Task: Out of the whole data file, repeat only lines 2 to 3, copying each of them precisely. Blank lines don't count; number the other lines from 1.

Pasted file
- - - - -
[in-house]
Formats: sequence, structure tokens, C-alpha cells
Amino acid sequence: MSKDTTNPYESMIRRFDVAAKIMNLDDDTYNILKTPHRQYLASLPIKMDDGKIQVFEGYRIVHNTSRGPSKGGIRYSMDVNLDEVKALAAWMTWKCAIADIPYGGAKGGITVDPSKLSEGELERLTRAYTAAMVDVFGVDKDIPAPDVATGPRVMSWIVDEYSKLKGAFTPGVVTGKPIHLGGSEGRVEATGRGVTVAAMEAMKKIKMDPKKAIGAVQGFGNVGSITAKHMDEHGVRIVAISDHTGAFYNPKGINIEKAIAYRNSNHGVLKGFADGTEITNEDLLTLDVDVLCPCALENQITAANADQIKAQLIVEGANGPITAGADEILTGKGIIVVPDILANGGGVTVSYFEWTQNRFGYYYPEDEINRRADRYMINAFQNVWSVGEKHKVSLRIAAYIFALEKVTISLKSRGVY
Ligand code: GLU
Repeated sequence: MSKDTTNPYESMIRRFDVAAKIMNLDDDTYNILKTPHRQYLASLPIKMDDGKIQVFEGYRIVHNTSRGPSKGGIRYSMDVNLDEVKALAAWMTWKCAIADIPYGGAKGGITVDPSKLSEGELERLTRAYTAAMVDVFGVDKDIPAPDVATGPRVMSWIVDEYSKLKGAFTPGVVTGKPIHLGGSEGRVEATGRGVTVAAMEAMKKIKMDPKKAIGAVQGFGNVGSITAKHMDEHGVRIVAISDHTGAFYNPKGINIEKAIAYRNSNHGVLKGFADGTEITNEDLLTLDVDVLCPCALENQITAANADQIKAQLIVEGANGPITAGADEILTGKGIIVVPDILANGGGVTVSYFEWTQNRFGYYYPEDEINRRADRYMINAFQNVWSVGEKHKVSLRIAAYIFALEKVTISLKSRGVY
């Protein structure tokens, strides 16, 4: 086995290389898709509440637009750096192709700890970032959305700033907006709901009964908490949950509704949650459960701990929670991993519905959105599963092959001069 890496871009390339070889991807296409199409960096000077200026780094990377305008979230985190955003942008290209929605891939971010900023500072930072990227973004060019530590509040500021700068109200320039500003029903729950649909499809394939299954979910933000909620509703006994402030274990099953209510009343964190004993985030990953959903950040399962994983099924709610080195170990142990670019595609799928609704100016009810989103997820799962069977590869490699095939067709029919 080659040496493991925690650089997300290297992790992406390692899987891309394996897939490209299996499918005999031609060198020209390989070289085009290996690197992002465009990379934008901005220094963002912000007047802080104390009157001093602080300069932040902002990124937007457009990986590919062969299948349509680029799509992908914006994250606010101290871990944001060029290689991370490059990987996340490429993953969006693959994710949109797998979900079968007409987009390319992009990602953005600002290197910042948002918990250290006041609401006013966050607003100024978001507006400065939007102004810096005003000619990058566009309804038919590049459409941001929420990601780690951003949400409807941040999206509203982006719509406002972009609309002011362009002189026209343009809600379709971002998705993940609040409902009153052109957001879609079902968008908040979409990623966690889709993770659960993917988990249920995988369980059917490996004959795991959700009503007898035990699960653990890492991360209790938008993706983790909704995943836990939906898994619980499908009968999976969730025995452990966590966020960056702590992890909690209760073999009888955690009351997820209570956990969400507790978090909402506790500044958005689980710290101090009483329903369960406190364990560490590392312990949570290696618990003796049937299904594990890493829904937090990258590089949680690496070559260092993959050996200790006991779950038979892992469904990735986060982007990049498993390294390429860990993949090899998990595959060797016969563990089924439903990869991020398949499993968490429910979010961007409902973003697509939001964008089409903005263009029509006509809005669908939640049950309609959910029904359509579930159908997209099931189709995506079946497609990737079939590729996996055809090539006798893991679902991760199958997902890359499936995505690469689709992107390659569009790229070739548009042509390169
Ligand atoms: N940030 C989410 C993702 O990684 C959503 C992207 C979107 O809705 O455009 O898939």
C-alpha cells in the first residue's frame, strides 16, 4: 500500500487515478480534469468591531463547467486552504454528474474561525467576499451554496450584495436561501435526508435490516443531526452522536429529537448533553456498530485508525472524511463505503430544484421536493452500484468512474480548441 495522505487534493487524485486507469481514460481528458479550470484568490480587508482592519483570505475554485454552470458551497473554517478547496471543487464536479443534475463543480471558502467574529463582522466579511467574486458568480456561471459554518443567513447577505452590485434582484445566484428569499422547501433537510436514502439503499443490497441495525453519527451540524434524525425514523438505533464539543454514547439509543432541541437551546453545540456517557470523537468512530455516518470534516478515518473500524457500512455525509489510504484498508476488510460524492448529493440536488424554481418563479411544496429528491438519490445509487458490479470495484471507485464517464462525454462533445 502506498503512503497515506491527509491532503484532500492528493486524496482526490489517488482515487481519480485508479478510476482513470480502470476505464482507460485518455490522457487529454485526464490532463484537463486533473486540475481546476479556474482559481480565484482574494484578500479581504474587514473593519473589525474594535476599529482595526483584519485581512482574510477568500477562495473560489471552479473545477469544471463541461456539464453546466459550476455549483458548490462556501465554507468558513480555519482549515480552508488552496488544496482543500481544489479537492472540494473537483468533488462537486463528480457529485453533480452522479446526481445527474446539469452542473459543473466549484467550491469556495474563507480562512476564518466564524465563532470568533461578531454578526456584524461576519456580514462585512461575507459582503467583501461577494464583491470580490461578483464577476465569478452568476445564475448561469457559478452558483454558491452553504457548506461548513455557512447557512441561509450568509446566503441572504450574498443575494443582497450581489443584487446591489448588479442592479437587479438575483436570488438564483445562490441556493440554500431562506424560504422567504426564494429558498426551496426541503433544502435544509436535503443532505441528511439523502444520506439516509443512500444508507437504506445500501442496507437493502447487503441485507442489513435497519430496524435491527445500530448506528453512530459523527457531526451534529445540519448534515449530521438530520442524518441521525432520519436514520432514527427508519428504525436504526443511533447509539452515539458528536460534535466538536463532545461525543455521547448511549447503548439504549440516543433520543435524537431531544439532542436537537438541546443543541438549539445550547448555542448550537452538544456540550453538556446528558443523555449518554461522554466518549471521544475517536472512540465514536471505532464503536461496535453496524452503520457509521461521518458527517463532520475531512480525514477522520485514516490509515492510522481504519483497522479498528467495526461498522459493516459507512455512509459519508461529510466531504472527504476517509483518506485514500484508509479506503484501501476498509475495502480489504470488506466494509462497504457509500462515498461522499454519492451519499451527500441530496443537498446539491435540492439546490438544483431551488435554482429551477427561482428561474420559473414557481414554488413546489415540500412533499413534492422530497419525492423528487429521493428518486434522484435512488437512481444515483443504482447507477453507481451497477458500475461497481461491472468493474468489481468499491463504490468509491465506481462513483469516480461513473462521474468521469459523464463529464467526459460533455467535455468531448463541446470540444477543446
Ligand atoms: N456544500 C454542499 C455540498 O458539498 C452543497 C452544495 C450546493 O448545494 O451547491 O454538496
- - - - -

Formats: sequence, structure tokens, C-alpha cells
Amino acid sequence: MSKDTTNPYESMIRRFDVAAKIMNLDDDTYNILKTPHRQYLASLPIKMDDGKIQVFEGYRIVHNTSRGPSKGGIRYSMDVNLDEVKALAAWMTWKCAIADIPYGGAKGGITVDPSKLSEGELERLTRAYTAAMVDVFGVDKDIPAPDVATGPRVMSWIVDEYSKLKGAFTPGVVTGKPIHLGGSEGRVEATGRGVTVAAMEAMKKIKMDPKKAIGAVQGFGNVGSITAKHMDEHGVRIVAISDHTGAFYNPKGINIEKAIAYRNSNHGVLKGFADGTEITNEDLLTLDVDVLCPCALENQITAANADQIKAQLIVEGANGPITAGADEILTGKGIIVVPDILANGGGVTVSYFEWTQNRFGYYYPEDEINRRADRYMINAFQNVWSVGEKHKVSLRIAAYIFALEKVTISLKSRGVY